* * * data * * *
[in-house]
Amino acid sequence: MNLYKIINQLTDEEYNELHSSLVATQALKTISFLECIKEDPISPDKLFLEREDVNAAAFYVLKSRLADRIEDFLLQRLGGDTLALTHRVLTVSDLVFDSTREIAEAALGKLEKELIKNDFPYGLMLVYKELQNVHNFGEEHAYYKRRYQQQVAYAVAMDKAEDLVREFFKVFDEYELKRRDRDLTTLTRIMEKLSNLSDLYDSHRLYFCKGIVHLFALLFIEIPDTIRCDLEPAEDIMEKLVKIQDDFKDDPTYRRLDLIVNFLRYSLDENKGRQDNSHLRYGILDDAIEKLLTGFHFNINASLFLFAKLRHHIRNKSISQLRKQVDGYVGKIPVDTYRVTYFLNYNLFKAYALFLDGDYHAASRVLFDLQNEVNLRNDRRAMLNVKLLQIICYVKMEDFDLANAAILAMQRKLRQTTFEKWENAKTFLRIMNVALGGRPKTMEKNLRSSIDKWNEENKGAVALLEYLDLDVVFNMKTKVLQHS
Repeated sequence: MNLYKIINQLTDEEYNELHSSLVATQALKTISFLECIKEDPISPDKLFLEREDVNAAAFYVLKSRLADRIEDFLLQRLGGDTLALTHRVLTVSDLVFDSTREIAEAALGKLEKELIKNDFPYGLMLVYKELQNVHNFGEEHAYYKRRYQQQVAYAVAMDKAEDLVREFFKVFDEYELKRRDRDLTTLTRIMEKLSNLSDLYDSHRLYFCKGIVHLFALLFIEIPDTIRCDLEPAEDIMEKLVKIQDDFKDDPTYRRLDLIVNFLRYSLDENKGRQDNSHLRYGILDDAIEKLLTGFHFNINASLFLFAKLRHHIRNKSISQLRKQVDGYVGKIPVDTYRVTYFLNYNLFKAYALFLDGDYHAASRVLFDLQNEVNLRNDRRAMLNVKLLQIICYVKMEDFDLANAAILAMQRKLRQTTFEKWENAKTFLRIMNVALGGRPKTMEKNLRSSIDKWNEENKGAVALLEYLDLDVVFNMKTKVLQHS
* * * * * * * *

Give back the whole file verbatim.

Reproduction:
[in-house]
Amino acid sequence: MNLYKIINQLTDEEYNELHSSLVATQALKTISFLECIKEDPISPDKLFLEREDVNAAAFYVLKSRLADRIEDFLLQRLGGDTLALTHRVLTVSDLVFDSTREIAEAALGKLEKELIKNDFPYGLMLVYKELQNVHNFGEEHAYYKRRYQQQVAYAVAMDKAEDLVREFFKVFDEYELKRRDRDLTTLTRIMEKLSNLSDLYDSHRLYFCKGIVHLFALLFIEIPDTIRCDLEPAEDIMEKLVKIQDDFKDDPTYRRLDLIVNFLRYSLDENKGRQDNSHLRYGILDDAIEKLLTGFHFNINASLFLFAKLRHHIRNKSISQLRKQVDGYVGKIPVDTYRVTYFLNYNLFKAYALFLDGDYHAASRVLFDLQNEVNLRNDRRAMLNVKLLQIICYVKMEDFDLANAAILAMQRKLRQTTFEKWENAKTFLRIMNVALGGRPKTMEKNLRSSIDKWNEENKGAVALLEYLDLDVVFNMKTKVLQHS
Repeated sequence: MNLYKIINQLTDEEYNELHSSLVATQALKTISFLECIKEDPISPDKLFLEREDVNAAAFYVLKSRLADRIEDFLLQRLGGDTLALTHRVLTVSDLVFDSTREIAEAALGKLEKELIKNDFPYGLMLVYKELQNVHNFGEEHAYYKRRYQQQVAYAVAMDKAEDLVREFFKVFDEYELKRRDRDLTTLTRIMEKLSNLSDLYDSHRLYFCKGIVHLFALLFIEIPDTIRCDLEPAEDIMEKLVKIQDDFKDDPTYRRLDLIVNFLRYSLDENKGRQDNSHLRYGILDDAIEKLLTGFHFNINASLFLFAKLRHHIRNKSISQLRKQVDGYVGKIPVDTYRVTYFLNYNLFKAYALFLDGDYHAASRVLFDLQNEVNLRNDRRAMLNVKLLQIICYVKMEDFDLANAAILAMQRKLRQTTFEKWENAKTFLRIMNVALGGRPKTMEKNLRSSIDKWNEENKGAVALLEYLDLDVVFNMKTKVLQHS